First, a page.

"For now we see as if through a flawed pane of glass..." (I Corinthians 13:12)

Thursday, October 27, 2016

A Reverent Intelligence


The first major issue to face Christianity was, “What are we going to do with all these Gentile converts?” Jesus’ teaching was seen as a reform movement within Judaism; but, when the fledgling church began spreading its witness, many Jews—especially within leadership—were hostile. But Gentiles accepted the gospel and came by droves!
“What are we going to do with all these Gentile converts?” There were no creeds for them to memorize—no New Testament for them to read. The Gospels and Epistles wouldn’t appear for another thirty years; and by that time, churches had been established.
Under Peter’s leadership, the initial response was simple: make them become Jews first: submit to the law, keep the kosher dietary rules, offer the proper sacrifices… Make the men be circumcised (that’ll weed out the riff-raff!). A whole Christian sect—mostly converted Jews—grew out of that teaching. They were called “Judaizers.”
Communities of believers emerged in Jerusalem and Caesarea. Some disciples moved north, into Syria. and were teaching and gathering believers in Antioch. Paul took the Gospel into what we know today as Turkey. All this happened, without a written doctrine or manual of policies and procedures.
By the time Paul reached Corinth in his second missionary journey, there already was a church there, and at least two preachers had preceded him. There we see a chaotic mess resulting from the debate over which preacher got it right: “I follow Peter/I support Apollos/I agree with Paul…”
They were confusing ends and means. The Gospel was about Jesus. They were arguing over preachers and baptism and the role of women and whether to eat meat…
And to add to the challenge, the new converts were coming out of pagan religions, and wanted simply to add Jesus as one more God in their pantheon. They wanted to continue to worship in the Temple of Diana, the Temple of Apollo and the Oracle at Delphi...
What are we going to do with all these Gentile converts? Paul returned to Jerusalem and challenged Peter and those who said Gentiles must become Jews before they could become Christians. Paul prevailed, and Gentiles could enter the church simply by a confession of faith and submission to baptism.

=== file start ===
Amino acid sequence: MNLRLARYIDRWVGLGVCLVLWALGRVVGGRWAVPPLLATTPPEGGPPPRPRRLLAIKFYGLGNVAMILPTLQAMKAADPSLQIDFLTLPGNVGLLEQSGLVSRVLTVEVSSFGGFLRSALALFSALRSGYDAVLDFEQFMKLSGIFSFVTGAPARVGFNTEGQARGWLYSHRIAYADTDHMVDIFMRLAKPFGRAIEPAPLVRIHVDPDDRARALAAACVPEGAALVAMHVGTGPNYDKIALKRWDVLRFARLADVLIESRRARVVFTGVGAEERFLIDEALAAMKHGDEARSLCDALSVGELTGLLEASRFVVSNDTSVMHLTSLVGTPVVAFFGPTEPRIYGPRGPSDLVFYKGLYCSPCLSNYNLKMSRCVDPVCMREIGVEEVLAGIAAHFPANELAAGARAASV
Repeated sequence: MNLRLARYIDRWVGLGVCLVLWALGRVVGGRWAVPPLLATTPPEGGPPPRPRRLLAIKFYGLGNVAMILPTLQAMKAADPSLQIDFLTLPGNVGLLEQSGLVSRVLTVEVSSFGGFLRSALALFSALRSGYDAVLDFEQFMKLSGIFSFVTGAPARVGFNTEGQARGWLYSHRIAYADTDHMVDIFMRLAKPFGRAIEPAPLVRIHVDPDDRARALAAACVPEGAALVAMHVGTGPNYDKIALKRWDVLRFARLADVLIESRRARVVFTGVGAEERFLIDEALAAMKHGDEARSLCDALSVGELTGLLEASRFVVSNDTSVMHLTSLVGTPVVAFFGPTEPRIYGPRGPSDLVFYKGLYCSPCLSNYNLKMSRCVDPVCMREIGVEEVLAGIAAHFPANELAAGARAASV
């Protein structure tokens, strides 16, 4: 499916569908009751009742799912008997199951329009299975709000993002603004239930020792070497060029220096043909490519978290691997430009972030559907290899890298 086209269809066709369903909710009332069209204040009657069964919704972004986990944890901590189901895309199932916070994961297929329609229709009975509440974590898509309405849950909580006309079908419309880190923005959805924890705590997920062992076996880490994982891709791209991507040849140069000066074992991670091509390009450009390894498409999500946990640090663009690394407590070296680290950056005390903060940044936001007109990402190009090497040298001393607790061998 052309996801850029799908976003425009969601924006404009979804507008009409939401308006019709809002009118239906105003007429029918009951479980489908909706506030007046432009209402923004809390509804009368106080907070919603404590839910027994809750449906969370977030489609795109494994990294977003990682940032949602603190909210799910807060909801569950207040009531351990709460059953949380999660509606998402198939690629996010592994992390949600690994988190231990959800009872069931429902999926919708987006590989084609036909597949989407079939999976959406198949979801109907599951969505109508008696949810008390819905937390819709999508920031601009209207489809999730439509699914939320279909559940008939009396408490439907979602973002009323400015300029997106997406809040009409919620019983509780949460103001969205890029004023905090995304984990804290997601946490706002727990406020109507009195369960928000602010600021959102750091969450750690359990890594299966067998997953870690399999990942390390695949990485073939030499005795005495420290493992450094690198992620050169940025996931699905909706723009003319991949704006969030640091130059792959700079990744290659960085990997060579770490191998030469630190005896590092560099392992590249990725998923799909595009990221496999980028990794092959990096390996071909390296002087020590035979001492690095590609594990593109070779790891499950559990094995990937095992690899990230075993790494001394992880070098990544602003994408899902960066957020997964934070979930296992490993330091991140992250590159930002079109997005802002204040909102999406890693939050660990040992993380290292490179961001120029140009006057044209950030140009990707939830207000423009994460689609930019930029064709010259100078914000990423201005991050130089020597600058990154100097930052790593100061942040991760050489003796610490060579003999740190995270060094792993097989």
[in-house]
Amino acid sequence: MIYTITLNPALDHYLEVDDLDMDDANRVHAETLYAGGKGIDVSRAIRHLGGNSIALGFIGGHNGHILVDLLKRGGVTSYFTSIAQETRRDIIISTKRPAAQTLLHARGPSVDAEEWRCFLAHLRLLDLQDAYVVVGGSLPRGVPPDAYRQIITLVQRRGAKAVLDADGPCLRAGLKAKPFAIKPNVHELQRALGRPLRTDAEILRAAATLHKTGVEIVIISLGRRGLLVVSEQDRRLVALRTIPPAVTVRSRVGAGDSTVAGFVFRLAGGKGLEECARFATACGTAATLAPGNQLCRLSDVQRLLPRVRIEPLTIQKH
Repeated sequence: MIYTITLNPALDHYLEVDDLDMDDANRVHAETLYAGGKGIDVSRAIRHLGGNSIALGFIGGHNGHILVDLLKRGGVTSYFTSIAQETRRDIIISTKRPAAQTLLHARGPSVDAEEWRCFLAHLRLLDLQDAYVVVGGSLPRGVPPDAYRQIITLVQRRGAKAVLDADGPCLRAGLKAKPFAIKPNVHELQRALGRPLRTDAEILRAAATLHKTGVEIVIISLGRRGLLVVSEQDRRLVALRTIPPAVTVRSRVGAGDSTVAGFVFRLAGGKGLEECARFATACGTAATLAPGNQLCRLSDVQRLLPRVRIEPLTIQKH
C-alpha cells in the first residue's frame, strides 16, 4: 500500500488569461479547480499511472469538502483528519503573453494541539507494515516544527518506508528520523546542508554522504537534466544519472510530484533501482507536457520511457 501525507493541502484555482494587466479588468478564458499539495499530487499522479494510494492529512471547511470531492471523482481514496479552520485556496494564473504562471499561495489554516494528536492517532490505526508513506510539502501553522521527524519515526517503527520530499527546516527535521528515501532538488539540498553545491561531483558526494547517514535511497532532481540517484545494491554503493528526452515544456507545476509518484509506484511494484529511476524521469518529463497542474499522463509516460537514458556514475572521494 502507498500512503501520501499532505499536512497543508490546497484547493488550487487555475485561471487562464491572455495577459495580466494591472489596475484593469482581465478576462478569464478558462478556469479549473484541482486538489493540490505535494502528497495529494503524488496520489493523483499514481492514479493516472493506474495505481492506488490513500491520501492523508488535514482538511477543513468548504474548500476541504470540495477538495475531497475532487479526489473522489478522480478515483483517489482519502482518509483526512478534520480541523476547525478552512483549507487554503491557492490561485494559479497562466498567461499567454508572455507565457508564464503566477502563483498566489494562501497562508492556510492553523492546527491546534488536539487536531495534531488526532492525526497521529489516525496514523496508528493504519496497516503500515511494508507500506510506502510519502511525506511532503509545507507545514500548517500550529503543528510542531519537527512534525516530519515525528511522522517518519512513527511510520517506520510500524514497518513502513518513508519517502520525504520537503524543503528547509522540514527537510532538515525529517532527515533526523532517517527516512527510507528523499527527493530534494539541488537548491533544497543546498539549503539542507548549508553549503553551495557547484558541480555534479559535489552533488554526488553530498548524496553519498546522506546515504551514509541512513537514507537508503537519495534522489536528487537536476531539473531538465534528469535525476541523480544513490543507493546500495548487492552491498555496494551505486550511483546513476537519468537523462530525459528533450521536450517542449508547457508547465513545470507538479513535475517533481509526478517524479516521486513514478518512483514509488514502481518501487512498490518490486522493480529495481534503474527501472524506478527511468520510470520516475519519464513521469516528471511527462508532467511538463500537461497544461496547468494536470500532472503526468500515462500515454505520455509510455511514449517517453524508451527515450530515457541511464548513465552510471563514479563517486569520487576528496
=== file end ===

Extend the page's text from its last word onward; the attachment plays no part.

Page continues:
But the challenges continued; with a surplus of Christian preachers, many of them recent converts, there were heresies: Gnosticism (the Gospel of John appears to have been written, at least in part, as a counter-testimony to Gnosticism), Docetism, Arianism… Paul’s letters were the first attempts to bring together a message that was consistent and faithful to the life and teachings of Jesus.
But we humans are insecure when it comes to spiritual matters. “What if we get it wrong?” We want things nailed down, carved in stone. We’re uncomfortable with faith. We prefer certainty. We tend to fall for slick-talking carnival barkers and sideshows offering “Five Easy Steps to Heaven” or “Fire Insurance Doctrines” or a “Prosperity Gospel.”
Paul refused to compromise. Over and over he said, “The rituals we perform, the liturgies we recite, and the ethical standards we put into practice are expressions of the faith we hold; they are not the means by which we attain heaven and avoid hell.”
In Paul’s second missionary journey—in Lystra—he developed a strong mentoring relationship with a young Christian named Timothy. Timothy accompanied Paul on some of his later journeys, and eventually Paul left him in charge of the church in Ephesus.
But the mentoring continued with this young Bishop of Ephesus, and we have two of Paul’s letters to him. Our text today comes from the second letter. Timothy was confronted with heresies:
  • religion without power;
  • trusting in the right form, the right ritual, instead of trusting in the grace of God;
  • fads and fancies… you know them: “it doesn’t matter what you believe, as long as you’re sincere; after all, we’re all trying to get to the same place…”
  • religion that focuses almost exclusively on the destination, and neglects the journey…
  • superficial faith that clings to the ancient wisdom that “The good are rewarded and the evil are punished.” And if we don’t see that happening in our world, we rationalize: “Well, ‘When we all get to heaven, what a day of rejoicing that will be’…”
  • simplistic faith that trivializes the Gospel’s promise of heaven, assigning it exclusively to another time and another place totally separated from life here and now.
Those kinds of heresies. And Paul writes: